Who is WiredWest?
Massachusetts laws allow towns to own and operate utility companies called Municipal Light Plants (MLPs). WiredWest is a Cooperative of town MLPs joining together for operational efficiencies and cost savings. The coop is governed by delegates from the member towns for the purpose of delivering high quality broadband service to all residents of member towns.
What service will be provided and how much will it cost?
- Standard – 1 Gig service (= 1000 Mbps) – $75/mo.
- Economy – 25 Mbps service – $59/mo (compare to DSL typically 3 Mbps).
- Full featured phone service including unlimited domestic long distance can be added on for $19/mo.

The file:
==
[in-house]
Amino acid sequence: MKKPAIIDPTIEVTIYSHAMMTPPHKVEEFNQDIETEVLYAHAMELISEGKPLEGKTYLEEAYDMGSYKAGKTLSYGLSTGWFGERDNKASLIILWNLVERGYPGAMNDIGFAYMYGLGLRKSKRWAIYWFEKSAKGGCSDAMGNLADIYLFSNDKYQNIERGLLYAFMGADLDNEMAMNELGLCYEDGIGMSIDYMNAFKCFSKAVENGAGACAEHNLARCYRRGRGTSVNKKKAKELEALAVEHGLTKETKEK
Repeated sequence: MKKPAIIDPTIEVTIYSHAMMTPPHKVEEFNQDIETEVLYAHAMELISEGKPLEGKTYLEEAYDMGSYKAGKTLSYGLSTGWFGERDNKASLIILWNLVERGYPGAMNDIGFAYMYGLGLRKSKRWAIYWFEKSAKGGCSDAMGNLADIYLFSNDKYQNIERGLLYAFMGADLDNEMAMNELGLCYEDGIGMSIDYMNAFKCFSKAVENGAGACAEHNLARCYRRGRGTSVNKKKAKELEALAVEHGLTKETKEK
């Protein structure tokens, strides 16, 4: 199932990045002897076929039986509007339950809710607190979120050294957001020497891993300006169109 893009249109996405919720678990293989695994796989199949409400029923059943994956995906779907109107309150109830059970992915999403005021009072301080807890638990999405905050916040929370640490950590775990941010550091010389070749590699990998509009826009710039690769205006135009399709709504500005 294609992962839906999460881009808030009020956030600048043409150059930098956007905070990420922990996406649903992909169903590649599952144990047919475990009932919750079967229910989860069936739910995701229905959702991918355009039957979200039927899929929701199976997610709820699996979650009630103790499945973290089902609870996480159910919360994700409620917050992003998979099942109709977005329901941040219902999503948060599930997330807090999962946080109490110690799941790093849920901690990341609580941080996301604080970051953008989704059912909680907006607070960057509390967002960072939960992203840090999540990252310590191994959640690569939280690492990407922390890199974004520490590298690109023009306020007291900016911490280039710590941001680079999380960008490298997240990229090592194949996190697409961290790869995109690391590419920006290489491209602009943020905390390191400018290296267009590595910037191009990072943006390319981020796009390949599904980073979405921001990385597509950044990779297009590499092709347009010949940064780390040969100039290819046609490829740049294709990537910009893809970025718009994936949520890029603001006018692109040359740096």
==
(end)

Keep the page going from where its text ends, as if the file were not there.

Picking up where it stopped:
Note that combining Internet with phone service can replace your Verizon service. You can keep your current phone number. Your town may add a surcharge to the fees above for town network expenses.
Why is it taking so long to get Broadband service?
Before WiredWest can deliver service, towns must build fiber broadband networks. The Massachusetts Broadband Institute (MBI) originally said it would pay 40% of the cost and build a regional broadband network to be owned and operated by WiredWest. Many of you signed up when that was the plan. Since then, the MBI now requires towns to individually own their networks. The state is now offering towns grants of their full share of state funds to build networks independently of the MBI, to be owned by the individual towns. Progress should be much quicker now.
Why should towns build and own their own network?